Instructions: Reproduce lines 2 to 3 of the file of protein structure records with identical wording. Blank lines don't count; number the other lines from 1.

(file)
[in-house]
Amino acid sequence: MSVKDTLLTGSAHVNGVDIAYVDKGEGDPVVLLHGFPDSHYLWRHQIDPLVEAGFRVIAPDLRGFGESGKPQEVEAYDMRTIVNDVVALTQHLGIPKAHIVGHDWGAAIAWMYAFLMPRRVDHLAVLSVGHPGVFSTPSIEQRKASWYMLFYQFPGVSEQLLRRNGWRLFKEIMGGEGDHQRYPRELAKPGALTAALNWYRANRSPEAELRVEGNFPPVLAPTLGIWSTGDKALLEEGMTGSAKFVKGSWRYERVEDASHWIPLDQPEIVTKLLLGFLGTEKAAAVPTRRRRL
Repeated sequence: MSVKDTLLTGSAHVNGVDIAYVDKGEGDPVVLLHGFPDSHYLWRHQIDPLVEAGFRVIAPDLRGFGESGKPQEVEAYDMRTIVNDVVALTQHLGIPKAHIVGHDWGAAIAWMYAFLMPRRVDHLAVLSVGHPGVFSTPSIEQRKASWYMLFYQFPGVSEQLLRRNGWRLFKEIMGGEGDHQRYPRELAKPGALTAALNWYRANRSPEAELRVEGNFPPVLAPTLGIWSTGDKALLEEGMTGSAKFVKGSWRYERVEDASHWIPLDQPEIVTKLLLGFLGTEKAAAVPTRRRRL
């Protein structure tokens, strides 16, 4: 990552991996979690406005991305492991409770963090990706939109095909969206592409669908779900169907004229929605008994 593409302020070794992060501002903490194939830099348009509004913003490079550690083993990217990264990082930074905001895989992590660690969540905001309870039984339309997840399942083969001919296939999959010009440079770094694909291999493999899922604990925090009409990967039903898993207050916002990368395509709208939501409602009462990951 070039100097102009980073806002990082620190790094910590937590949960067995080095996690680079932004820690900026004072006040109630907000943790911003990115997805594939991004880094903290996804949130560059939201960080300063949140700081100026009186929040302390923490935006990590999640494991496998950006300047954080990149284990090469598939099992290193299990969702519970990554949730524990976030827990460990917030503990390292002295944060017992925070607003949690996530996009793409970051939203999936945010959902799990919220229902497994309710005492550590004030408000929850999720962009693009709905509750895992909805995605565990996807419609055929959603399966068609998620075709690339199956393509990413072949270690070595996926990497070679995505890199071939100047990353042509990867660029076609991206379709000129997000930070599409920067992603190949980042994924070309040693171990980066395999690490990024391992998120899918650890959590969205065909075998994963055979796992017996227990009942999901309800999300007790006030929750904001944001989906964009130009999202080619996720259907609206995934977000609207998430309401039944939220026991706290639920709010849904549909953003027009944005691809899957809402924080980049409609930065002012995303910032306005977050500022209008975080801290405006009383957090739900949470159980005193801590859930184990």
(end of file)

Amino acid sequence: MSVKDTLLTGSAHVNGVDIAYVDKGEGDPVVLLHGFPDSHYLWRHQIDPLVEAGFRVIAPDLRGFGESGKPQEVEAYDMRTIVNDVVALTQHLGIPKAHIVGHDWGAAIAWMYAFLMPRRVDHLAVLSVGHPGVFSTPSIEQRKASWYMLFYQFPGVSEQLLRRNGWRLFKEIMGGEGDHQRYPRELAKPGALTAALNWYRANRSPEAELRVEGNFPPVLAPTLGIWSTGDKALLEEGMTGSAKFVKGSWRYERVEDASHWIPLDQPEIVTKLLLGFLGTEKAAAVPTRRRRL
Repeated sequence: MSVKDTLLTGSAHVNGVDIAYVDKGEGDPVVLLHGFPDSHYLWRHQIDPLVEAGFRVIAPDLRGFGESGKPQEVEAYDMRTIVNDVVALTQHLGIPKAHIVGHDWGAAIAWMYAFLMPRRVDHLAVLSVGHPGVFSTPSIEQRKASWYMLFYQFPGVSEQLLRRNGWRLFKEIMGGEGDHQRYPRELAKPGALTAALNWYRANRSPEAELRVEGNFPPVLAPTLGIWSTGDKALLEEGMTGSAKFVKGSWRYERVEDASHWIPLDQPEIVTKLLLGFLGTEKAAAVPTRRRRL